Blood Groups, Blood Typing, Blood Transfusion And Blood Bank

Mixing blood from two individuals can lead to blood clumping or agglutination. The clumped red cells can crack and cause toxic reactions. This can have fatal consequences. It was discovered that blood clumping was an immunological reaction which occurs when the receiver of a blood transfusion has antibodies against the donor blood cells.

What Are The Different Blood Groups?

The differences in human blood are due to the presence or absence of certain protein molecules called antigens and antibodies. The antigens are located on the surface of red blood cells and the antibodies are in the blood plasma. Individuals have different types and combinations of these molecules.

There are more than 20 blood group systems, but the ABO and Rh systems are the most important ones used for blood transfusions. Not all blood groups are compatible with each other. Mixing incompatible blood groups lead to blood clumping or agglutination, which is dangerous for individuals.

ABO Blood Grouping System

According to ABO blood typing system, there are four different kinds of blood types: A, B, AB or O (null).

Blood Group A

Blood group A has A antigens on the surface of red blood cells and B antibodies in blood plasma.

Blood Group B

Blood group B, has B antigens on the surface of red blood cells and A antibodies in blood plasma.

Blood Group AB

Blood Group AB, has both A and B antigens on the surface of red blood cells and no A or B antibodies at all in blood plasma.

Blood Group O

Blood group O (null), has neither A nor B antigens on the surface of red blood cells but has both A and B antibodies in blood plasma.

Rh Factor Blood Grouping System

Many people also have a so called Rh factor on the red blood cell's surface. This is also an antigen and those who have it are called Rh+. A person with Rh- blood does not have Rh antibodies naturally in the blood plasma (as one can have A or B antibodies, for instance).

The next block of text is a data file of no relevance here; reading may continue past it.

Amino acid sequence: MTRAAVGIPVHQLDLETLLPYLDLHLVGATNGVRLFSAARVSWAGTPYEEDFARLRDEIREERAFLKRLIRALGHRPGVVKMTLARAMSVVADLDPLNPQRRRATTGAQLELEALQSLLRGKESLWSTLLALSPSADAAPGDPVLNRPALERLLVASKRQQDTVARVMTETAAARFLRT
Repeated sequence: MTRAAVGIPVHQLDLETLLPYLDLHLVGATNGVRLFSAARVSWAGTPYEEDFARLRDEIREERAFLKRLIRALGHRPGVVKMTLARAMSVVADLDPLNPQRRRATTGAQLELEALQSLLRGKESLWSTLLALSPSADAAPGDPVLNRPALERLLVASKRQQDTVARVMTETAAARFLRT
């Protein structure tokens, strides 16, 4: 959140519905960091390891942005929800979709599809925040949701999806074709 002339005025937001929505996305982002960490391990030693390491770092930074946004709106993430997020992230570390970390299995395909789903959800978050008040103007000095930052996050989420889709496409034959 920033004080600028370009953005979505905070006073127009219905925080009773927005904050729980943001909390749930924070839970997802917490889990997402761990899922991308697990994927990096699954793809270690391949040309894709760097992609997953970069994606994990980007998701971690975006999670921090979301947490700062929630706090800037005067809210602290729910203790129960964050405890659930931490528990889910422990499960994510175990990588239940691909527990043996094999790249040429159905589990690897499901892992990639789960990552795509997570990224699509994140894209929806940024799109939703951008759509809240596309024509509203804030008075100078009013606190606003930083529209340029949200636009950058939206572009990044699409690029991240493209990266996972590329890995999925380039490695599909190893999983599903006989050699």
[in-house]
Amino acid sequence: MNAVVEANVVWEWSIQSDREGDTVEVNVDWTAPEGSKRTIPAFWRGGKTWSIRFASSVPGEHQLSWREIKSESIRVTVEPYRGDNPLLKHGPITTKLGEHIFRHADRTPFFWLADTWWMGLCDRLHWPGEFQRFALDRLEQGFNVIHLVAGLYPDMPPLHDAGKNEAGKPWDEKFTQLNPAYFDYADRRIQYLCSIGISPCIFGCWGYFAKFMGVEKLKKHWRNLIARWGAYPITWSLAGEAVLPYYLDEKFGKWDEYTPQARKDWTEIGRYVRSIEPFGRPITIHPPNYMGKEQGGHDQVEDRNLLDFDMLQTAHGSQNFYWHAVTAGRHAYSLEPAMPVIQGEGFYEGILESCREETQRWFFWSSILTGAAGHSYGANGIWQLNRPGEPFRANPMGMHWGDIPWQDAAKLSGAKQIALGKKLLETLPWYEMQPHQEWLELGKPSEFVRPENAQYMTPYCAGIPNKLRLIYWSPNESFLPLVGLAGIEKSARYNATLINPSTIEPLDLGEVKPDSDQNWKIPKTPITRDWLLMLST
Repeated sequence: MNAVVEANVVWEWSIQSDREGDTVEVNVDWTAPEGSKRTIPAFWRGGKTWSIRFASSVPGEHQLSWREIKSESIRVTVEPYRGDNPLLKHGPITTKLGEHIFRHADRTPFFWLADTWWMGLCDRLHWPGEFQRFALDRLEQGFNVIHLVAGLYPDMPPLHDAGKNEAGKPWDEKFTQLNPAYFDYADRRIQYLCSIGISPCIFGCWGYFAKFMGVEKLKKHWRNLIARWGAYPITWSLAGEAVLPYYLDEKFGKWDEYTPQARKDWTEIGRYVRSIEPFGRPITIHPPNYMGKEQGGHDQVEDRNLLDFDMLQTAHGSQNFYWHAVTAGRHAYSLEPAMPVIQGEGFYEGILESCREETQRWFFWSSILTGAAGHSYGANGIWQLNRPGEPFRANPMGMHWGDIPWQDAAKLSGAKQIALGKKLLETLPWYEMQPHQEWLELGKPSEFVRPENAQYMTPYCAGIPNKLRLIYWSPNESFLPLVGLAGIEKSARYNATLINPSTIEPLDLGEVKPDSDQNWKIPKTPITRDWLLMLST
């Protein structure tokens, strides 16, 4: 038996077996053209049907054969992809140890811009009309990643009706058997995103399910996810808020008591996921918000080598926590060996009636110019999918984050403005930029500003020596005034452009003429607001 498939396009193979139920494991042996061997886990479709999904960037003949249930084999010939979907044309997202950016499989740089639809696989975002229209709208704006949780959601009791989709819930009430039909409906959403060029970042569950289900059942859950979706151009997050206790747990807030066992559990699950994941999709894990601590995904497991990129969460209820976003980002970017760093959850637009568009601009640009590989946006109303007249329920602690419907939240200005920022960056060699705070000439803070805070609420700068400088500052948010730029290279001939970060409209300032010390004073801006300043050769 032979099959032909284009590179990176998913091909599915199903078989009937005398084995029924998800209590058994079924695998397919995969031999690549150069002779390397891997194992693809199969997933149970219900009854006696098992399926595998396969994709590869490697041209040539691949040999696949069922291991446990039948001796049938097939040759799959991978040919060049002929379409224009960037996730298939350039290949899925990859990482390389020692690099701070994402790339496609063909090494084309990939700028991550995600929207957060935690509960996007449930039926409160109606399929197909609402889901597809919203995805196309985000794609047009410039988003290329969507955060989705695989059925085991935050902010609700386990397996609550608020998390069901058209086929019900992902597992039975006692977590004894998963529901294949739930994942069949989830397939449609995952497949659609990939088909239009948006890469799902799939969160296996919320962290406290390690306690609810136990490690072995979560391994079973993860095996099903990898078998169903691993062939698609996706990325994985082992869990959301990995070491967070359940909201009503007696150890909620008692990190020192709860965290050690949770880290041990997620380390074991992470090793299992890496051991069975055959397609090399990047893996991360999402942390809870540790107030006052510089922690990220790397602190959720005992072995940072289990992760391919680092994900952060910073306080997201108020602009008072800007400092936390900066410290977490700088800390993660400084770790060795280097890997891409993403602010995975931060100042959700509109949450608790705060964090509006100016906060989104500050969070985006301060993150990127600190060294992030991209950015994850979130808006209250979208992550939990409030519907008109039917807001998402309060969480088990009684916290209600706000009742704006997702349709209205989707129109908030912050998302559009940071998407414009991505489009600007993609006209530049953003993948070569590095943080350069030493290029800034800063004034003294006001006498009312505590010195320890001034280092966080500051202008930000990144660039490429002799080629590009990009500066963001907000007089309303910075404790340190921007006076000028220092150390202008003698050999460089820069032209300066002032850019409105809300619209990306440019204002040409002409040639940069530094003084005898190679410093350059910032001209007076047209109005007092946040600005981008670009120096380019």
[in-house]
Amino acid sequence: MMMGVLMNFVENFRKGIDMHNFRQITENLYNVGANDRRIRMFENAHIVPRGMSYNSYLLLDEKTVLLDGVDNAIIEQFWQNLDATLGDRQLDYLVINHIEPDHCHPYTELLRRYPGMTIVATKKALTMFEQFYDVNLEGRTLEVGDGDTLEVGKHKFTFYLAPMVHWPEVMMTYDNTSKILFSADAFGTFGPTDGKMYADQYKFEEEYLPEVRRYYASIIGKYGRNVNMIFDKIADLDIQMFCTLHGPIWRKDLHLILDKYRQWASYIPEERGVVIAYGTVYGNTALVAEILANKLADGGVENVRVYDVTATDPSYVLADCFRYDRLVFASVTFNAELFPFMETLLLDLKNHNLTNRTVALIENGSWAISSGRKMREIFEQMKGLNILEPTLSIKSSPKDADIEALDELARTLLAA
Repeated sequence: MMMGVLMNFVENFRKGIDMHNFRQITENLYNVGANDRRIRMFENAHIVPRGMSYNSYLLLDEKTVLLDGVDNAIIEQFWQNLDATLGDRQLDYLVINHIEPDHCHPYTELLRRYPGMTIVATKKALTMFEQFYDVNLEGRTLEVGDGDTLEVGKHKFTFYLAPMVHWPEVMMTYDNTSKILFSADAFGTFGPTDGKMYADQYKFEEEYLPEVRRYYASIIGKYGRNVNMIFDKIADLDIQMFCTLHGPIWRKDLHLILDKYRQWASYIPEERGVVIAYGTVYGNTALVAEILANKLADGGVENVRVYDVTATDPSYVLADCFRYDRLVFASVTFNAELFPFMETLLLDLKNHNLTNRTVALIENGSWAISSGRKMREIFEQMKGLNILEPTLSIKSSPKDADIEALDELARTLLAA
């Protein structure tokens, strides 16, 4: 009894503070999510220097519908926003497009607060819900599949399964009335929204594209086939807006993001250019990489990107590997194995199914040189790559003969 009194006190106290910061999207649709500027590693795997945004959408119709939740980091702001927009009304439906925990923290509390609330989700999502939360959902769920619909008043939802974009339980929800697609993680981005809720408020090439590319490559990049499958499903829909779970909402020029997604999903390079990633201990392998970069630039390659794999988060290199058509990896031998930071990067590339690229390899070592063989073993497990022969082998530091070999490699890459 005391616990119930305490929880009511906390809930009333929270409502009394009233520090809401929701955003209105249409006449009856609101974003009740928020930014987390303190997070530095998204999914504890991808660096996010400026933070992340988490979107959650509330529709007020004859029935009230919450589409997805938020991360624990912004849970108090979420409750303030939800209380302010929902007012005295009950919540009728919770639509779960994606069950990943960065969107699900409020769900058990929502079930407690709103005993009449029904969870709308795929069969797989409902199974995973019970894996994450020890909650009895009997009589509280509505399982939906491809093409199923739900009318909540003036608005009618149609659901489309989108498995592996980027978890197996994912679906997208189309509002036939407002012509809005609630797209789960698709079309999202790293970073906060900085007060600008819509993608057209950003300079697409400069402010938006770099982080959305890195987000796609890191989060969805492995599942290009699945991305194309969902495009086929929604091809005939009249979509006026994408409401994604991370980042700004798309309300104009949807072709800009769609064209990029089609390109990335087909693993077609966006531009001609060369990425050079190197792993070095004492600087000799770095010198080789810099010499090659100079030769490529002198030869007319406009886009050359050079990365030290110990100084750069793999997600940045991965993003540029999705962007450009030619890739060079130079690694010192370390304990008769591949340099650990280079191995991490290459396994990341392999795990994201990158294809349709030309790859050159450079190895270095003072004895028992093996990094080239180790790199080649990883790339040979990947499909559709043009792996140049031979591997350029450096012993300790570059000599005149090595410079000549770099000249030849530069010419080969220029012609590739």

But a person with Rh- blood can develop Rh antibodies in the blood plasma if he or she receives blood from a person with Rh+ blood, whose Rh antigens can trigger the production of Rh antibodies. A person with Rh+ blood can receive blood from a person with Rh- blood without any problems.

How To Do Blood Typing

1. You mix the blood with three different reagents including either of the three different antibodies, A, B or Rh antibodies.

2. In which mixtures has agglutination occurred? Agglutination indicates that the blood has reacted with a certain antibody and therefore is not compatible with blood containing that kind of antibody. If the blood does not agglutinate, it indicates that the blood does not have the antigens binding the special antibody in the reagent.

3. If you know which antigens are in the person's blood, it is easy to figure out which blood group he or she belongs.

Blood Clumps Or Agglutinates

For a blood transfusion to be successful, ABO and Rh blood groups must be compatible.

If not, the red cells from the donated blood will clump or agglutinate. The agglutinated red cells can block blood vessels and stop the circulation of the blood.

The agglutinated red cells also crack and its contents leak out in the body. The red blood cells contain hemoglobin which becomes toxic when outside the cell. This can have fatal consequences for the patient.

Blood Transfusion

The transfusion will work if a person who is going to receive blood has a blood group that doesn't have any antibodies against the donor blood's antigens. But if a person who is going to receive blood has antibodies matching the donor blood's antigens, the red blood cells in the donated blood will clump.

Blood Bank

Site or mobile unit for collecting, processing, typing, and storing whole blood, blood plasma and other blood constituents. Whole blood may be preserved for up to 21 days without losing its usefulness. In blood transfusions an anticoagulant is added to prevent blood clotting. Blood plasma, may be frozen and/or dried and stored indefinitely.

Blood and donors are screened for hepatitis, AIDS, malaria, and other infectious diseases. The potential risk of acquiring AIDS or hepatitis through transfusions has made it a common practice among patients anticipating surgery to "bank" their own blood before it is needed.

Many blood banks also have facilities for apheresis (blood separated into compartments), bone marrow donations, and related procedures. some centers save umbilical cord blood (blood that is especially rich in stem cells) for use in treatments.

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